“Past Is Past” or “Past Is Passed” – Which Is Correct?

Homonyms, or words that sound the same when said out loud, are common in the English language. An example of homonyms are the words “past” and “passed”. This can serve as the basis for quite a lot of wordplay, such as in the well-known idiomatic expression “past is past”.

“Past Is Past” or “Past Is Passed” – Which Is Correct?

Both “past is past” and “past is passed” are correct. “Past is past” is a commonly used idiomatic expression which means that something that happened in the past is already in the past. “Past is passed” is a variation of the phrase that replaces the word “past” with “passed”.

Past Is Past or Past Is Passed

“[What is] past is past” is a popular idiomatic expression that dates back to the Middle Ages. It means that something that happened in the past is already in the past. The implication, thus, is that the past cannot be changed and we must move on from it.

“Past is passed” is a variation of the phrase that replaces the noun “past” with the verb “passed”.

The word “past” is a noun that refers to a period of time that has already elapsed. Meanwhile, the word “passed” is the past tense form of the root verb “pass”. It also refers to the passing of time. Specifically, time having already passed.

It is also a bit of clever wordplay because when both phrases are said out loud, you cannot tell the difference between the two. The noun “past” and the verb “passed” are homonyms, which means that they are pronounced in the exact same way.

Watch the video: Only 1 percent of ...
Watch the video: Only 1 percent of our visitors get these 3 grammar questions right...

Past Is Past

“Past is past” is an idiomatic expression that is usually said with the intent of telling another person not to dwell in the past. It means that something that happened in the past is in the past and cannot be changed.

“Past is past” is a popular idiomatic expression. It is usually preceded by the words “what is” or “the”. It is synonymous with other idiomatic expressions such as “what’s done is done”.

It is also often accompanied by sentiments of letting go of the past or moving on from the past.

Below are examples of how to use the idiomatic expression “past is past” in a sentence:

  • What’s past is past, okay?
  • Sometimes, I just really hate the fact that the past is past, you know?
  • When I met him in the cafe earlier for the first time since our break-up two years ago, I truly felt that what’s past is past between the two of us.
  • As my sister Elsa often says, what’s past is past and we should let it go.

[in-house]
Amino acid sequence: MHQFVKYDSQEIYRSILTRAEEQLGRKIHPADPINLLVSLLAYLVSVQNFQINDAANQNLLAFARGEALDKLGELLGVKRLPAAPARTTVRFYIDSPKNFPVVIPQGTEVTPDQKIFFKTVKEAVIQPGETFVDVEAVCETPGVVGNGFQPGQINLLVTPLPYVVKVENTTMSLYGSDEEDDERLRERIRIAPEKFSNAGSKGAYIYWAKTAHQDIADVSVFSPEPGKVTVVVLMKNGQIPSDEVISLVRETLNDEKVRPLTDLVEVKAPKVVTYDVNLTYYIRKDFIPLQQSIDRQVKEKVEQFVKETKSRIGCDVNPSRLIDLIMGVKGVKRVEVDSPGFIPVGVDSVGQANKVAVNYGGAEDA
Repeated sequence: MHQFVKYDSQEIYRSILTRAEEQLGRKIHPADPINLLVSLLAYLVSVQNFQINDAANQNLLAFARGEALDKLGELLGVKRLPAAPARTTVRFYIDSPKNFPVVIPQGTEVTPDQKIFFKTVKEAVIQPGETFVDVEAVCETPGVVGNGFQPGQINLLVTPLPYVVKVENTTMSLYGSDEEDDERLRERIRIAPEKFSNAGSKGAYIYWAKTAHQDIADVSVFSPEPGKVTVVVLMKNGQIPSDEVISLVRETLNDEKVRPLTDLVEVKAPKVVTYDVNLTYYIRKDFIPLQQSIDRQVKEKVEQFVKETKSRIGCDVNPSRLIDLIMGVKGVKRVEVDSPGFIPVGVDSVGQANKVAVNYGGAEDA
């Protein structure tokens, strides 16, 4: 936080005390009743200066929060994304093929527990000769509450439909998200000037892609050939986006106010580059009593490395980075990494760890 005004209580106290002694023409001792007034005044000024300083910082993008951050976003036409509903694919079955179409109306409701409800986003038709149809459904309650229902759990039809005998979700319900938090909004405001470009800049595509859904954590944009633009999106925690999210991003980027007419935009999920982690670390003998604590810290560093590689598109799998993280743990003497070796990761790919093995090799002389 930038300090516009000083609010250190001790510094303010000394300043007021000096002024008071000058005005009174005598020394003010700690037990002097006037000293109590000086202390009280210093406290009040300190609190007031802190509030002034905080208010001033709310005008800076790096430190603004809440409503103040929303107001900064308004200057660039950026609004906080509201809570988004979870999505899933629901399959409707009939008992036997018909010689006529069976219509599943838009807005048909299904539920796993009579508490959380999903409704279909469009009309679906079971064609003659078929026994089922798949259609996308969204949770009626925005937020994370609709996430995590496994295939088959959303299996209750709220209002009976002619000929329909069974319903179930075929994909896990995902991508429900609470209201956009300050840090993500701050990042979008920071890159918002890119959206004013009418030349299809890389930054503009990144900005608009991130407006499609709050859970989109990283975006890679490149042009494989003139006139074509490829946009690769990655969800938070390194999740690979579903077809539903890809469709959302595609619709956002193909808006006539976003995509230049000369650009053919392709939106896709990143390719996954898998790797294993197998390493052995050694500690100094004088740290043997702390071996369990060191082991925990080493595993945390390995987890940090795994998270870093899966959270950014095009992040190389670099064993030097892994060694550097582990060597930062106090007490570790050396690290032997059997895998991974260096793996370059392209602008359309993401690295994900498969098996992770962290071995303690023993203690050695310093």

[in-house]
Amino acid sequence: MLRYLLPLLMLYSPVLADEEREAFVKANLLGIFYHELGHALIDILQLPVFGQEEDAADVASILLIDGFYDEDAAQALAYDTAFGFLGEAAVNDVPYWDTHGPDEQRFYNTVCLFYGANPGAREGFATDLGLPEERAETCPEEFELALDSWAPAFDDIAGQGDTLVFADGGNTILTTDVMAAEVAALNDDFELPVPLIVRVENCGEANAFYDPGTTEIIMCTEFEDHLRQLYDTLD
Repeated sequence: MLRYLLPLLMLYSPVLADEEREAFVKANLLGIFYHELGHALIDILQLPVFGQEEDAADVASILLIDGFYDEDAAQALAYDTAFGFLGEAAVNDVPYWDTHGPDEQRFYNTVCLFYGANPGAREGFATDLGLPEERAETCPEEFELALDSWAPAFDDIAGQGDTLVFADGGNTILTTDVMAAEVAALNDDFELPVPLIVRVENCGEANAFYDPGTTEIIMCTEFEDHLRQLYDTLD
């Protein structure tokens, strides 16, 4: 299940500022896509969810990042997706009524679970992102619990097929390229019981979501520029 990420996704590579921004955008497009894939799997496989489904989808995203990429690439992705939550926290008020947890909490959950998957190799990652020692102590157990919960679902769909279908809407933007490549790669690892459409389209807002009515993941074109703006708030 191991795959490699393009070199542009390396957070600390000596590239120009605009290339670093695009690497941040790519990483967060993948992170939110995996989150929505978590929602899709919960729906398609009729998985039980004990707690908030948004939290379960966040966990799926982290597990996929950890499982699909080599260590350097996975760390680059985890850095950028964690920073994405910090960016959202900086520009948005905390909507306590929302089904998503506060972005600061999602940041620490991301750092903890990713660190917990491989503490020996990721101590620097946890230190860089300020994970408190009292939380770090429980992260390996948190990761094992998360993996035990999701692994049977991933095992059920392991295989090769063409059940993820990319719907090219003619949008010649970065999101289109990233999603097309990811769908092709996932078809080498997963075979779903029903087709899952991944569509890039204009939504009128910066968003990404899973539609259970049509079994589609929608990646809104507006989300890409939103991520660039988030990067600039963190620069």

• I thought we agreed that what’s past is past and there are no hard feelings between us?
  • You can’t change what happened to your mother, Anna, because the past is past.
  • There is no use dwelling on the past because what is past is past and all we can do is move forward.

Past Is Passed

“Past is passed” is a variation of the idiomatic expression “past is past”. It means that what has happened in the past has already passed.

“Past” and “passed” are homonyms. The difference between the two is that one is a noun (“past”) while the other is a verb (“passed”).

When you use the words “past” and “passed” together in a sentence, it usually looks like the following example:

  • The past has already passed.

It is rare to see “is passed”, unless it functions as a variation of the well-known phrase “past is past”.

Below are examples of how to use the phrase “past is passed” in a sentence:

  • The past is passed, and we cannot get it back.
  • You will regret not having savored the moment when the past is passed.
  • Let it go, it’s in the past, and what’s past is passed.
  • The past is passed; you and I should leave it there.

Passed Is Passed

“Passed is passed” is a variant of the phrase “past is past”.

“Passed is passed” is not a phrase that you will often read in English texts. It is a variation of the more popular idiom “past is past”.

Below are examples of how to use the phrase “passed is passed” in a sentence:

  • What has passed is passed.
  • That which has already passed is passed.
  • An event in your life that has already passed is passed.

Passed Is Past

“Passed is past” is a variant of the phrase “past is past”.

The phrase “passed is past” makes use of the similar-sounding verb “passed” and noun “past” to make a variation of the expression “past is past”.

Below are examples of how to use the phrase “passed is past” in a sentence:

  • What has passed is past, my dear, so don’t dwell on it any more than you have to.
  • The time that has passed is past.
  • Time passed is in the past.

Which Is Used the Most?

According to Google Ngram Viewer, “past is past” is by far the most used phrase among the following variations of the phrase: “past is past”, “past is passed”, “passed is passed”, and “passed is past”.

We can use Google Ngram Viewer to see and compare how often particular phrases are used in a wide range of books published over a particular period of time. Based on data from books written in the English language that were published between the years 1900-2019, “past is past” is the most popular than all of its other variants (“past is past”, “past is passed”, “passed is passed”, and “passed is past”).

past is past,past is passed,passed is past,passed is passed

What is interesting is that this has been true since the year 1900. All of the other variations of “past is past” are not commonly used, especially in comparison to how frequently “past is past” is used in books written in the English language.

Final Thoughts

The phrases “past is past” and “past is passed” are both correct. “Past is passed” is a variation of the more well-known “past is past” that replaces the word “past” with the verb “passed”. Despite the change in wording, both phrases still essentially share the same meaning.

You may also like: “What’s Past Is Past” – Meaning & Correct Usage